“It’s a very collegial form of flying,” Arnold said of motorgliding. “I love powered flight but in the soaring environment, you’re looking at the same circumstances through a completely different lens. Your success is based on identifying and exploiting the strongest lift in the area.”

In a sailplane or motorglider, “the only way the plane moves forward is by exploiting the lift that’s in the atmosphere. To power pilots, it’s invisible,” Arnold said. “Soaring really rings my bell,” added Arnold, who said he had flown powered aircraft for 25 years before he discovered soaring in 1989. “I could not believe something this joyful existed in aviation.”

A departing NetJets pilot who was advised of the glider activity contacted the soarfarians by radio and seemed impressed by the reported 14,000-foot altitudes. “Ridge lift or thermals?” he asked.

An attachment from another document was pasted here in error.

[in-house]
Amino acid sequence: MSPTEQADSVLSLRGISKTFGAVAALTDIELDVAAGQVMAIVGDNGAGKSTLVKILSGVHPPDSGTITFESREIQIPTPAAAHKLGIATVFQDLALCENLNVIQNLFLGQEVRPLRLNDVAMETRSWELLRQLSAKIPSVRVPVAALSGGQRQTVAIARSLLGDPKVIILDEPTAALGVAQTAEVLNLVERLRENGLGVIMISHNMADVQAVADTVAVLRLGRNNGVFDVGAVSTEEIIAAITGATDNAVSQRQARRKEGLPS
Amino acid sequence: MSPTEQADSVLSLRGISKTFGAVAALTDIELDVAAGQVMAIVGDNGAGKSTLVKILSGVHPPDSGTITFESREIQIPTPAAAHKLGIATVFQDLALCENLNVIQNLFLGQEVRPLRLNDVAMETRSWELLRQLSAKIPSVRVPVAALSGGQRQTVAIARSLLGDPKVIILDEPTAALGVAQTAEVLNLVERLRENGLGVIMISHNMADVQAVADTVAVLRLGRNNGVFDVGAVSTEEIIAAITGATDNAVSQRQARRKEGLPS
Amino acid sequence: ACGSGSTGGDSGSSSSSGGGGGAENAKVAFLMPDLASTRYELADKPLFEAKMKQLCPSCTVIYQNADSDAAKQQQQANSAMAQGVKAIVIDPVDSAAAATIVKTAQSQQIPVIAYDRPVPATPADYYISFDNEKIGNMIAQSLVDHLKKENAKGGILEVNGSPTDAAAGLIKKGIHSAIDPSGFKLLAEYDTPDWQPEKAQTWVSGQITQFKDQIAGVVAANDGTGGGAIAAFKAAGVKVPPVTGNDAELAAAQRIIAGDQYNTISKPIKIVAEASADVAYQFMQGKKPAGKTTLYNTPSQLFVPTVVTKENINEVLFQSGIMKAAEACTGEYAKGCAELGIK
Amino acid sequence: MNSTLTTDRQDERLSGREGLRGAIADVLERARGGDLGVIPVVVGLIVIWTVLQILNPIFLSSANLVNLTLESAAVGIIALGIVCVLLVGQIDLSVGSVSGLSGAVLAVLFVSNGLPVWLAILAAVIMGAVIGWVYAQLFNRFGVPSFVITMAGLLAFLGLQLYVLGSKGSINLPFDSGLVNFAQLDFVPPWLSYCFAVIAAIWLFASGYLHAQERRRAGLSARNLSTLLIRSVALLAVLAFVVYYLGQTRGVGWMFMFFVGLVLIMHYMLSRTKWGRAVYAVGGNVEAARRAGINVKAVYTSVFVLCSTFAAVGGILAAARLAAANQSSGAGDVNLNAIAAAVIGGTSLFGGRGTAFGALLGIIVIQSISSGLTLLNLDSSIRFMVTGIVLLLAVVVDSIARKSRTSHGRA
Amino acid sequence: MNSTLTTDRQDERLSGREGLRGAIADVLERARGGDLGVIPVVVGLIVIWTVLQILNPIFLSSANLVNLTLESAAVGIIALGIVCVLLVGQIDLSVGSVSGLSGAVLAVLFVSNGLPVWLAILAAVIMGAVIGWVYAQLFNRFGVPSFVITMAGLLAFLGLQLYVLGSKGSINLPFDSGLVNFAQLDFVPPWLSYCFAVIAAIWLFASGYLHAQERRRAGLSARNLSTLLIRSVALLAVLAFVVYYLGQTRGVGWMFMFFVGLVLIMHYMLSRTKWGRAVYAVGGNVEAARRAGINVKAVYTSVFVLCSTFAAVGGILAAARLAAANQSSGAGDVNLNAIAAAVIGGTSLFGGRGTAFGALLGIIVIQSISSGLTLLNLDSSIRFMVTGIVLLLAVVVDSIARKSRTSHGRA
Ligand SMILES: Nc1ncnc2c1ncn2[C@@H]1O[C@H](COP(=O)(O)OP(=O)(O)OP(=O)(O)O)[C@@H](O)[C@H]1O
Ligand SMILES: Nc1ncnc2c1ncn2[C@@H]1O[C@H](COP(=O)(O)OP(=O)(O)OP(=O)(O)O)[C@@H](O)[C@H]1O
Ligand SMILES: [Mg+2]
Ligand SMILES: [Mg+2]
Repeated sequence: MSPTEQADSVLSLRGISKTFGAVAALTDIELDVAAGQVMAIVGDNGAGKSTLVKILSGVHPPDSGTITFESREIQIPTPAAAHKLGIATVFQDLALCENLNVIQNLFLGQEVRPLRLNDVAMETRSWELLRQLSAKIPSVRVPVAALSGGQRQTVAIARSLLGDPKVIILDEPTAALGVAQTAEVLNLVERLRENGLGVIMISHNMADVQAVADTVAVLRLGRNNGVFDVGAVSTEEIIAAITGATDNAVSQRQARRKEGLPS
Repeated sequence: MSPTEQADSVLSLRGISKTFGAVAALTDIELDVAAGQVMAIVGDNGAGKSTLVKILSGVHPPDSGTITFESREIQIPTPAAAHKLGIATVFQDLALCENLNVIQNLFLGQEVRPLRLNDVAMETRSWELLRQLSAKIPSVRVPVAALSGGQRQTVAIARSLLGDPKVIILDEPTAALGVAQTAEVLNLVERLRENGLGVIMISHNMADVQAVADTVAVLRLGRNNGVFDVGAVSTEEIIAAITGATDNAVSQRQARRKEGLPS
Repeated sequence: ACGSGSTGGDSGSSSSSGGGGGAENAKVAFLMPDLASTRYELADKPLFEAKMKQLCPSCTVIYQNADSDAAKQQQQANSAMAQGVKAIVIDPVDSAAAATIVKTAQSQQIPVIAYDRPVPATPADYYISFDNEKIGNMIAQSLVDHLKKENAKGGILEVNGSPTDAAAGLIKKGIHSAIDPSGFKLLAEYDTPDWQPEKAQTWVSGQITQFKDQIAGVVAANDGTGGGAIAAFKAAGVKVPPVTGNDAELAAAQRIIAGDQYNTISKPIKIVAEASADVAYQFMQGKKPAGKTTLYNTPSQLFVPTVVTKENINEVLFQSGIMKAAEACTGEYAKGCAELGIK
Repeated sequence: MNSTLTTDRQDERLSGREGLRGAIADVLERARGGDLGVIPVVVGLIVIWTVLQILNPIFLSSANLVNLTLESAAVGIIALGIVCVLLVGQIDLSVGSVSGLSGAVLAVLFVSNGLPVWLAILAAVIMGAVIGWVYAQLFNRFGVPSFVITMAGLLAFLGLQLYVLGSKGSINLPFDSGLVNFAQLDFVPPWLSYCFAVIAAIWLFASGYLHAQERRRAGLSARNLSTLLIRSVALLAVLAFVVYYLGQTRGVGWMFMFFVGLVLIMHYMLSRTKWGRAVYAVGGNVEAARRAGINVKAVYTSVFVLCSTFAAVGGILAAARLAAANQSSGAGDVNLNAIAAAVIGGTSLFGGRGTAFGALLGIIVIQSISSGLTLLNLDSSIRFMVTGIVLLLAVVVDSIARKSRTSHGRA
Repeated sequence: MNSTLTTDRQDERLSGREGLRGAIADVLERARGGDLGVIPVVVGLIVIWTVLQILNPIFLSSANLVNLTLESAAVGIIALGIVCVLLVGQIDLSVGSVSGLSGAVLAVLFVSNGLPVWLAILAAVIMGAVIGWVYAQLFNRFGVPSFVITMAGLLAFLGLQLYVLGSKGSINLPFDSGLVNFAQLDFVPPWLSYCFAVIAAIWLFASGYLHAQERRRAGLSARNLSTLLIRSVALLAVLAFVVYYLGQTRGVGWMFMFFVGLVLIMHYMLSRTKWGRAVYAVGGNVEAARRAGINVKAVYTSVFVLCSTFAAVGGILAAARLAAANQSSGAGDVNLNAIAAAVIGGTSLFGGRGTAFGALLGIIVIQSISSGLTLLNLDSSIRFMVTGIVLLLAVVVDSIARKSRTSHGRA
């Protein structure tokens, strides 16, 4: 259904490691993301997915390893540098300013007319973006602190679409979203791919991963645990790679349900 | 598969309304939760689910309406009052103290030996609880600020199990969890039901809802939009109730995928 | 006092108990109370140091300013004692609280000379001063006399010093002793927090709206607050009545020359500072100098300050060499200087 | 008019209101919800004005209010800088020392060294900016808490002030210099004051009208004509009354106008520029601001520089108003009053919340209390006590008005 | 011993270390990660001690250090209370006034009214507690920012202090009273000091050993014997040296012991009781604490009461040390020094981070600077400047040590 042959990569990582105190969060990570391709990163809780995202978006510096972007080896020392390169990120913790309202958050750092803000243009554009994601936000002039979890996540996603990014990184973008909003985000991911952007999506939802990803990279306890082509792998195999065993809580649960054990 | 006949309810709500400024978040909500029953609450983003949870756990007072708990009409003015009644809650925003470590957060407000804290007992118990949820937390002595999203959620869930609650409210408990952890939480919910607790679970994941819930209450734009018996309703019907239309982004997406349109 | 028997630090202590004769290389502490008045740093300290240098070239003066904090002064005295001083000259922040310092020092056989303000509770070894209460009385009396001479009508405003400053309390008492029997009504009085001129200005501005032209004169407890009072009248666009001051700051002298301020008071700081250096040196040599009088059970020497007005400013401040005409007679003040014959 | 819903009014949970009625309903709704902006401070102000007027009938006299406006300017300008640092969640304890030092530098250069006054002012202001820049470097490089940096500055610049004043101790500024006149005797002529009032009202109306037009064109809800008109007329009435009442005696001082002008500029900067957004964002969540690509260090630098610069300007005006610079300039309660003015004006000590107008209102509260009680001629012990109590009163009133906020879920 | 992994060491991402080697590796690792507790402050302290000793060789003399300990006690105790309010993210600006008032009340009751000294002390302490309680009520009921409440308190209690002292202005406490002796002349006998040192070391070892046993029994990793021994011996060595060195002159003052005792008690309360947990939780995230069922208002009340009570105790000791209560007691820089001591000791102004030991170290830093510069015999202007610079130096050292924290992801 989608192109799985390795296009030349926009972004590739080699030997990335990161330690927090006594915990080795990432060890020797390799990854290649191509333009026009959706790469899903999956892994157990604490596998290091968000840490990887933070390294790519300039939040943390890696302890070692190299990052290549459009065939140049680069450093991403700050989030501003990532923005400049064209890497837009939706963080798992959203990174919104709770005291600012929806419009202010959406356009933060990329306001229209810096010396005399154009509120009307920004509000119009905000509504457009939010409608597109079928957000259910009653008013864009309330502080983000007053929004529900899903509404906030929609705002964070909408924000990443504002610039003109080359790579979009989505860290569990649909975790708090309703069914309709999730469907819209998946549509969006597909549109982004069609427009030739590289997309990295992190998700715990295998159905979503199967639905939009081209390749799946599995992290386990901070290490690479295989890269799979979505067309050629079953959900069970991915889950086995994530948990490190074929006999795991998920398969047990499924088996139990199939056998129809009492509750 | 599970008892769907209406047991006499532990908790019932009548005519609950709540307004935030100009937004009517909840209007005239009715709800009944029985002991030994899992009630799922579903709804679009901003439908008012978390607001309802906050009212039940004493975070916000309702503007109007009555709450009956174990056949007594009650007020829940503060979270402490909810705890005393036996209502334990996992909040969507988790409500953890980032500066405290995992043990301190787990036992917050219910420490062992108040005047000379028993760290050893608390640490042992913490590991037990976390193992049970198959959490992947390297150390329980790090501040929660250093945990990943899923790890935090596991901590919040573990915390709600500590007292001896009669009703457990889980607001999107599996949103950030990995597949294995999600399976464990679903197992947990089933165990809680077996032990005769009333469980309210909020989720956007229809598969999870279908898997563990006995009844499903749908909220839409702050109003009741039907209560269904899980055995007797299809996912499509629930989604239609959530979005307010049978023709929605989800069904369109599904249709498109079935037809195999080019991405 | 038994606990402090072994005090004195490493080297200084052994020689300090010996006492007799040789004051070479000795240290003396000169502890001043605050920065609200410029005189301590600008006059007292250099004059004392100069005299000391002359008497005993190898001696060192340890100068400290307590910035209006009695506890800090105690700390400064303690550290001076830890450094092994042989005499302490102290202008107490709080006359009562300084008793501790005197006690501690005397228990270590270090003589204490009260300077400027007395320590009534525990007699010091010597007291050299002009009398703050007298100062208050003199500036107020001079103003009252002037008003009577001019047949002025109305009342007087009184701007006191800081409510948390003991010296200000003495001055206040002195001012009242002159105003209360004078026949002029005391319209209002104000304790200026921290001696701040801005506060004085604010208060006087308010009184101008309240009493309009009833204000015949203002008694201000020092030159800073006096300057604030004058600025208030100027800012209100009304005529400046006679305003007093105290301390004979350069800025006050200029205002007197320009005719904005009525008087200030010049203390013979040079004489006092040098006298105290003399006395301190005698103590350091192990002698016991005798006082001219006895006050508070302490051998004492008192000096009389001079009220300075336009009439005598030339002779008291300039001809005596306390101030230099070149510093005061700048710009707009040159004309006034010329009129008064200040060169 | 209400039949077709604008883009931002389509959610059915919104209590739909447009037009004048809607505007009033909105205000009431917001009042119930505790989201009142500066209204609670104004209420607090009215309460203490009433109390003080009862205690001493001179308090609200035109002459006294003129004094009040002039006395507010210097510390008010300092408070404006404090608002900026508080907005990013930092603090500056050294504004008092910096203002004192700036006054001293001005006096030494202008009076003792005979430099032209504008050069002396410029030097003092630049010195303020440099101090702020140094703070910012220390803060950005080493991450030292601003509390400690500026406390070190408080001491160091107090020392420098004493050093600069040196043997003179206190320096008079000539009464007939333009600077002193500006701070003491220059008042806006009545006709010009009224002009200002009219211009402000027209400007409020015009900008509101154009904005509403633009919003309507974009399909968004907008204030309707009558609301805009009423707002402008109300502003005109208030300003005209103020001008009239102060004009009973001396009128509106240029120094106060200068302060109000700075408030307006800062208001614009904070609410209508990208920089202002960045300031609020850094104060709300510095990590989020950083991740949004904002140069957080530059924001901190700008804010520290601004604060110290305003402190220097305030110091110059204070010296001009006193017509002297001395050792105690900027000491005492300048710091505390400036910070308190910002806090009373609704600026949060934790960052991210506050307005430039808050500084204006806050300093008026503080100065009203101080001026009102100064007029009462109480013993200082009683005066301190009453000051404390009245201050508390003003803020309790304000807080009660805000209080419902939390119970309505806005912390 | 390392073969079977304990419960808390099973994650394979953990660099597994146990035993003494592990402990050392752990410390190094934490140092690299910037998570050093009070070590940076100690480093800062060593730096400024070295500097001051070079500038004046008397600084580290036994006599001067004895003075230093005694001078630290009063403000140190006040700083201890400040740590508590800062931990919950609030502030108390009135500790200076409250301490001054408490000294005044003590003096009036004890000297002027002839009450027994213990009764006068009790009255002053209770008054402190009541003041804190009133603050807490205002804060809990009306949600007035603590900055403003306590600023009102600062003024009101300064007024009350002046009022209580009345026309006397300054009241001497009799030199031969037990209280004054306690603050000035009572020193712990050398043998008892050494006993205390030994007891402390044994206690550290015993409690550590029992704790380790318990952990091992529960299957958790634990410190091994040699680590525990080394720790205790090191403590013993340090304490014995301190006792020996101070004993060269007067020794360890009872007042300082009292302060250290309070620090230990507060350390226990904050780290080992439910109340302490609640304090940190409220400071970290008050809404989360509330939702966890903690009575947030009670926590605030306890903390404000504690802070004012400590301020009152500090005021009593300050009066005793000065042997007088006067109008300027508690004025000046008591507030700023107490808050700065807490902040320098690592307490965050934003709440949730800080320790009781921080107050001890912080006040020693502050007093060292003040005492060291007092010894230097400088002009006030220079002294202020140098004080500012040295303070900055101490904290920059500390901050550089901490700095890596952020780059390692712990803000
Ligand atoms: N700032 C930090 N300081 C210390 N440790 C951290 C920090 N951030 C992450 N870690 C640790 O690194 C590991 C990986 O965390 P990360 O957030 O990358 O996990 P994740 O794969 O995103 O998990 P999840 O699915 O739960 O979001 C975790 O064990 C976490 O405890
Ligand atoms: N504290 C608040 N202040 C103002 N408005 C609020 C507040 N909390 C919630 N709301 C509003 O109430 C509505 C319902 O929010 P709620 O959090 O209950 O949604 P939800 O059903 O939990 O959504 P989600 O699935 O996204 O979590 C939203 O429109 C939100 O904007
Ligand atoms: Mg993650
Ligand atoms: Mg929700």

“Thermals. It’s the only way to go,” a motorglider pilot replied.

“Wow,” was the jet pilot’s understated reply.

Sometimes conditions aren’t what you expect. “None of the clouds we thought would work well, worked at all,” said Don Post of Stowe, Vermont, after a soarfari flight. “And a lot of stuff that we didn’t think would work, gave us good lift. We found some 1,000-foot [per minute] and 1,500-foot climbs. Any time you get to 16 [thousand feet], that’s good.” Soaring conditions in Colorado are a lot different than what he sees on the East Coast, Post added.